China’s export trade

In the last 20 years, there has been a transformation in the composition of China’s export trade. The share of manufactured goods has risen from 50 percent to more than 90 percent, with primary goods contracting to a share of just 9 percent. As China is increasingly becoming the manufacturing centre of the world, there Is another nation becoming the centre of information technology and services, India. Between 2000 and 2004, India increased dramatically their software exports, being about $6 billion in the year 2000, reaching an astonishing $16 billion in 2004. The accounting firm Deloitte stated that, “within the next five years the world’s biggest financial firms will have shifted $356 billion and 2 million jobs offshore, mostly to India. One estimate predicts that India’s IT services industry will have revenues of $57 billion and employ 4.4 million people, and constitute 7 percent of GDP by the year 2008.”

An example of a Multinational Enterprise based in the United Kingdom but constantly expanding globally is Tesco. This Multinational is United Kingdoms leading retailer and the world’s third largest retailer, with over 2300 stores across 13 countries and employs 353,000 people. It has four key business units – the core UK Business (Stores), Non-food, Retailing Services and International Business. Originally specializing in food, it has moved into areas such as clothes, consumer electronics, consumer financial services, selling and renting DVDS, compact and music downloads and internet services.

Throughout the 1990’s, Tesco continued its international expansion. In response to a growing Eastern European market, Tesco opened stores in Poland, Hungary, Slovakia and the Czech Republic. During the same period, Tesco also ventured into Taiwan, Thailand and South Korea. Tesco has a sourcing base in India. 90 per cent of India sourcing is accounted for by apparel. Currently South Indian apparel hubs Bangalore and Tirupur account for a large proportion of the sourcing. Over four million vests and T-shirts sold in Tesco stores each year are made in Tirupur, and Tirupur’s knitwear alone accounts for 40 per cent of Tesco’s Indian imports. The company also imports shorts from Bangalore (about a million pieces a year).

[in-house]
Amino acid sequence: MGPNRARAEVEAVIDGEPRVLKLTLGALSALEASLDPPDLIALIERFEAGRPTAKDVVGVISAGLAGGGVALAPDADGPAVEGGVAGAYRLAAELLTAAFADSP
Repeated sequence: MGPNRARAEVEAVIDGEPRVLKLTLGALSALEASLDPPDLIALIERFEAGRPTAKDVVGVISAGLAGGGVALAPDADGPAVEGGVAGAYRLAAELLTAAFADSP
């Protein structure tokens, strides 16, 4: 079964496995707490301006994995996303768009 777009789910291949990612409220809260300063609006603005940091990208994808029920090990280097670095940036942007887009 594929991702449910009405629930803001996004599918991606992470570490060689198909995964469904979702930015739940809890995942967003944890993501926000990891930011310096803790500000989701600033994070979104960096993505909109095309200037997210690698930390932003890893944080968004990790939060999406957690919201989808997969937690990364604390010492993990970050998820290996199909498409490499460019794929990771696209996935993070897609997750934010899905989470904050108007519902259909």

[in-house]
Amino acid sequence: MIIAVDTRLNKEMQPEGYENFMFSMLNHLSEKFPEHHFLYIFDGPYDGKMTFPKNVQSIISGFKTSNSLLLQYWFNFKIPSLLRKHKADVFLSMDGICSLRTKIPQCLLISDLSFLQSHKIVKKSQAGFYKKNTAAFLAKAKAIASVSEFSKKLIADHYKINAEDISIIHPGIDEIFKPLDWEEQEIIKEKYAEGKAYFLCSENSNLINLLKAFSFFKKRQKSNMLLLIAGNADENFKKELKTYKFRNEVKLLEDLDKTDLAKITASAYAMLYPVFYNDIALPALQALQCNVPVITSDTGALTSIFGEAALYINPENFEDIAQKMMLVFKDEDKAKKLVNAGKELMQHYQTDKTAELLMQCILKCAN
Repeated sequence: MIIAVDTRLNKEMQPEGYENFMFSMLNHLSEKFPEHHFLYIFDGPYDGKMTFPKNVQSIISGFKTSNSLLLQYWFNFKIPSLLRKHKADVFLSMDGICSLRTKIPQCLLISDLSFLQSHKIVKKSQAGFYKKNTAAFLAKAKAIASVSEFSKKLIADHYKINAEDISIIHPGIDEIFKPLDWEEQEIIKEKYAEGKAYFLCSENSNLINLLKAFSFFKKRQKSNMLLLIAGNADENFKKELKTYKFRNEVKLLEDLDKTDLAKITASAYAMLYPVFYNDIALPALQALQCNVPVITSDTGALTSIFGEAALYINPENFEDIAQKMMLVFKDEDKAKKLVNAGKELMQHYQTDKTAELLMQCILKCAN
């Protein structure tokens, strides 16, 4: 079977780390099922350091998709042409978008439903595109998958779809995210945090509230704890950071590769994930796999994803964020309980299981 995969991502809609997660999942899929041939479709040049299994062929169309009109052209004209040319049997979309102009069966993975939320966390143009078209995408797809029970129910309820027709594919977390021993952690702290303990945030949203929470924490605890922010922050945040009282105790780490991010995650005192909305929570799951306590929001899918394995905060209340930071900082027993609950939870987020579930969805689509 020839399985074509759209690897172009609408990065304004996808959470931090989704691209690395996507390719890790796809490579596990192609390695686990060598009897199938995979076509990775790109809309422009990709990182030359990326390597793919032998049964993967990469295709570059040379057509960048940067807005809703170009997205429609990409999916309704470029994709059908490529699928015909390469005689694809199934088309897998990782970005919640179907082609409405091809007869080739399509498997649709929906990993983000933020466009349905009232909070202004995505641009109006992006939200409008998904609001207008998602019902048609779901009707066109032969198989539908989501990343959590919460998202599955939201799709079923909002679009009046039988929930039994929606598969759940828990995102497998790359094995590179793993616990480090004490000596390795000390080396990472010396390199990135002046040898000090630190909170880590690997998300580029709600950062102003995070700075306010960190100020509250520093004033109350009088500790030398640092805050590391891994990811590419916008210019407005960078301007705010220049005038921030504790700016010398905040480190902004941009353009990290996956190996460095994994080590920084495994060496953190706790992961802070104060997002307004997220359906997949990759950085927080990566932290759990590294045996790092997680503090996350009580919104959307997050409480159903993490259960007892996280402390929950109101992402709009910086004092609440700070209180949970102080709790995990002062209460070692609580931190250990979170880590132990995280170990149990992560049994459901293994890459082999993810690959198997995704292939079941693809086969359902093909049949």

Such a Multinational Enterprise, and many more international businesses based in the United Kingdom, will be affected by the oil shifts in world economy. As the price of oil increases dramatically due to terrorist attacks and the long and expensive war in Iraq, businesses have been restricted in expansion and exportation as oil consumption is a key factor to aiding development. Furthermore, as the rising oil prices continue there is less consumption because the basic necessities of heating, food and travelling to work will overrun general consumer consumption and this will have a negative effect on the Multinational Enterprises, such as Tesco. Consequently, consumer products will not be wanted causing a reduction in production.

There have been added global pressures on the economy, effecting directly Tesco’s, on top of the oil prices spiking. The July attacks on London by Al-Queda terrorists have created further instability and fear. Due to this factor potential customers fearing another attack avoided going out, reducing incredibly purchases.  In conclusion, its understandable that the shifts in the world economy, have a substantial impact on international businesses. Furthermore, due to natural disasters terrorist attacks and on going conflicts between nations, the world economy will be under constant fluctuation, which will greatly affect international businesses both domestically and internationally.  Ultimately, at present time business growth in the world is evolving; within the European Union growth is solid with China and India continuing to be engines of growth.

The world economy consists of many different factors. One of the most important ones is the GDP (Gross Domestic Product) of all countries. This factor is influenced by each countries performance in respect to the level of trade, investment and government spending. It is hard to identify an exact definition of the World Economy, since it consists of a vast amount of variables. “It is inseparable from the geography and ecology of Earth, and is therefore somewhat of a misnomer, since, while definitions and representations of the “world economy” vary widely, they must at a minimum exclude any consideration of resources or value based outside of the Earth.”